Kitchen of the Week: Creativity Shines at Seattle

Despite its modern patterned floor and bright crimson backsplash, this kitchen includes some amazingly traditional roots. Built in 1917, this Seattle residence formerly had only 1 owner, who had completed minimal updates over recent years. Although the clients didn’t need to maintain the rusted metal cabinetry or barely functioning stove, they still wanted to honor the house’s history. Designer Laura Zeck used sterile stuff, dressed up that the original flooring and framed discovered art to unite the past with the current in this hot and beautiful layout.

Kitchen at a Glance
Location: Ballard neighborhood of Seattle, Washington
Size: 200 square feet

Zinc Artwork + Interiors

The kitchen had a massive 1950s-style stove, with the burners at a drawer. The clients were not able to salvage it, but they wanted to honor the kitchen in some manner. During demolition, they discovered a bunch of old papers in the cabinets, and framed a few pick clippings as wall art. The colours in the framed advertisement next to the stove motivated the bright orange of the new $3,000 Blue Star range and glass-painted counter tops.

The first hardwood floors have a beautiful honey color, but there were some very damaged sections. The homeowners liked the floor’s patina but wanted to divert from the destroyed parts. After the first coat of finish, Zeck painted large stenciled sections on the ground at exactly the same light grey as the walls, then put on two coats of finish.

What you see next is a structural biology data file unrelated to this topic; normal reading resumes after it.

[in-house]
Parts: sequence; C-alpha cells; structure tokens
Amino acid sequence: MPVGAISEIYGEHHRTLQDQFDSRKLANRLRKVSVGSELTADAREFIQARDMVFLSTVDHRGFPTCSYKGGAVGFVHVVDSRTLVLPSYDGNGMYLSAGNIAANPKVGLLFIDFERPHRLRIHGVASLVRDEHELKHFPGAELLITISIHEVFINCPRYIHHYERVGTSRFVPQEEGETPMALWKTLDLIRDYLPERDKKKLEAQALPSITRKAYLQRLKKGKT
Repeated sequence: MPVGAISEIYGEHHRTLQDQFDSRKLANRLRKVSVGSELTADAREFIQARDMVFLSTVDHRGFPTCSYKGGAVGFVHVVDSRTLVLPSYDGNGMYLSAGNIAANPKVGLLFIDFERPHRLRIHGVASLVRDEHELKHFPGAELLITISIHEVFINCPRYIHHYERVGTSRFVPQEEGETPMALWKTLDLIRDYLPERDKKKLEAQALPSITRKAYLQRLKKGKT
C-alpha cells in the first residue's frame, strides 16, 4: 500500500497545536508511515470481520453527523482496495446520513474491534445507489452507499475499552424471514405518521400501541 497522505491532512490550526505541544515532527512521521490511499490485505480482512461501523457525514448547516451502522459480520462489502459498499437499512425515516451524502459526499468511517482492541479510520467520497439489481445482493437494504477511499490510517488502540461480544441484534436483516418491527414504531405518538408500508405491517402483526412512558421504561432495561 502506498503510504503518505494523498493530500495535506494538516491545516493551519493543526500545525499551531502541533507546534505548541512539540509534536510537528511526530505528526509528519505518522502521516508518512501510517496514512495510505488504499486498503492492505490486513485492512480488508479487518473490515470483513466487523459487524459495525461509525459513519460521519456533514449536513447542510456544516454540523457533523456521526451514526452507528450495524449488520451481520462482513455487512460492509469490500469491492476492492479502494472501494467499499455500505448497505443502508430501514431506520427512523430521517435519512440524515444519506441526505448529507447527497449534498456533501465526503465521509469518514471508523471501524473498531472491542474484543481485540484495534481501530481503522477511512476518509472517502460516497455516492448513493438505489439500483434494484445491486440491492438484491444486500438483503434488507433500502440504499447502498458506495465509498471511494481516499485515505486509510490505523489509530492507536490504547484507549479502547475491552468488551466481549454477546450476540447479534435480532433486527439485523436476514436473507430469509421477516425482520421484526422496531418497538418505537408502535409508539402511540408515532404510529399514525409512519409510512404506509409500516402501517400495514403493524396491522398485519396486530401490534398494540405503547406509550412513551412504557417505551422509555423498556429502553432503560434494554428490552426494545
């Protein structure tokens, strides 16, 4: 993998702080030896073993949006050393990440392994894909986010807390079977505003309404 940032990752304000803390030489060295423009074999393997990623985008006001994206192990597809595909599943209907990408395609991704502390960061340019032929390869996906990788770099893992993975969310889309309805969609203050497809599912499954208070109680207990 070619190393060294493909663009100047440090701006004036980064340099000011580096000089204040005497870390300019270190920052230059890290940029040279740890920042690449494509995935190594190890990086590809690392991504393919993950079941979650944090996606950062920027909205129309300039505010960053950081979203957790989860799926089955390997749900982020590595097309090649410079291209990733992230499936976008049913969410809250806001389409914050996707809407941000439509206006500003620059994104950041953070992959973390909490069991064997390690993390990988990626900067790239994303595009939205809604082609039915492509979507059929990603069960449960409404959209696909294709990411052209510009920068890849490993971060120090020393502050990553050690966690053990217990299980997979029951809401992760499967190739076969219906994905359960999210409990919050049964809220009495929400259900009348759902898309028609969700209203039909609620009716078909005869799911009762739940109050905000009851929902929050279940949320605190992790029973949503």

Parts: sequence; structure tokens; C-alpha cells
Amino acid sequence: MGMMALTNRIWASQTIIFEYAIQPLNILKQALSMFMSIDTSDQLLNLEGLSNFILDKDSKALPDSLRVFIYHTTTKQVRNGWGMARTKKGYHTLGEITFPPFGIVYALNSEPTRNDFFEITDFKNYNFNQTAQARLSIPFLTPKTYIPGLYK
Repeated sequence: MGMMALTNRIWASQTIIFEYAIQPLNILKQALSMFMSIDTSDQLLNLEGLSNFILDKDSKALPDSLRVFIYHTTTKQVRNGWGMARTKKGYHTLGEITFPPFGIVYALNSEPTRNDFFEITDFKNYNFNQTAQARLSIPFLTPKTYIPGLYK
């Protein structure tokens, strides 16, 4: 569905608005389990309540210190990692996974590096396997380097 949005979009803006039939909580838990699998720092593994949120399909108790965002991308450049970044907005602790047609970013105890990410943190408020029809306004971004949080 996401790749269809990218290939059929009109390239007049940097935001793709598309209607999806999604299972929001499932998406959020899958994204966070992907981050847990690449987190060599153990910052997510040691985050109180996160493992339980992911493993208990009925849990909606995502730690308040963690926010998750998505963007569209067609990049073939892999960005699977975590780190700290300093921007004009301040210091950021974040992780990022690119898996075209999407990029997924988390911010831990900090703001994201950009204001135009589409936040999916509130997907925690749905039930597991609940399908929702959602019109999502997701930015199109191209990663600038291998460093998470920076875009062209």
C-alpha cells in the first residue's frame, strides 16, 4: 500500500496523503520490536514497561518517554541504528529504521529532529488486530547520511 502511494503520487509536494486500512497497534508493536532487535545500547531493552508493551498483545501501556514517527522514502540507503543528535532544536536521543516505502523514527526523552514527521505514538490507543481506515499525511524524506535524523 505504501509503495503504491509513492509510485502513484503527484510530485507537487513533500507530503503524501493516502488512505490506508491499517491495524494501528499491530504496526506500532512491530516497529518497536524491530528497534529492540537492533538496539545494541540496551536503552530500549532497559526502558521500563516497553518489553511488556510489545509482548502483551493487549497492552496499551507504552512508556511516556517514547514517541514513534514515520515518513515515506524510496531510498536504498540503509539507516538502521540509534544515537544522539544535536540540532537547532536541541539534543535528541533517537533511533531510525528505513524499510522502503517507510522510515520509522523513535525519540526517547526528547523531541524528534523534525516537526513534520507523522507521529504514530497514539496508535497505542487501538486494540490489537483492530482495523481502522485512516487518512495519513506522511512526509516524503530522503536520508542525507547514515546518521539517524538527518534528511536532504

Range: Blue Star; hood: Vent–a-hood

Zinc Artwork + Interiors

The kitchen bar area — complete with a zinc counter — had been an adjoining sunroom. The custom maple ply cabinetry layout, fabrication and installation cost about $11,000. The cutouts on the kitchen storage dividers replicate the cutouts on the shelves.

Faucet: Karbon Articulating Faucet, Kohler; sink: Franke;cabinetry: custom by Mike Miller Construction; dishwasher: Fisher and Paykel

Zinc Artwork + Interiors

The wood to the open shelving was discovered in the house’s basement — another tribute to the home’s history. Before refrigerators became dwelling mainstays, the cellar held a bigger refrigerator with individual lockers and shelves to the members of the little fishing community that the house is in. These open shelves once sat within the lockers.

Zinc Artwork + Interiors

Next to the L-shaped counter, a brief hallway with a swinging door helps separate the kitchen’s mess from the rest of the house. The floral wallpaper inspired the stenciled pattern on the kitchen floor.

Zinc Artwork + Interiors

The pantry shelf to the right of the refrigerator makes use of the refrigerator doors found in the cellar, also.

The zinc bar price $850, hence the clients opted for a more palatable choice on the opposite countertops. Salvaged slate chalkboards, found at Seattle’s ReStore for about $ 5 per square foot, were sterile coated, match with a custom stainless steel edge and finished with linseed oil.

Refrigerator: Liebherr

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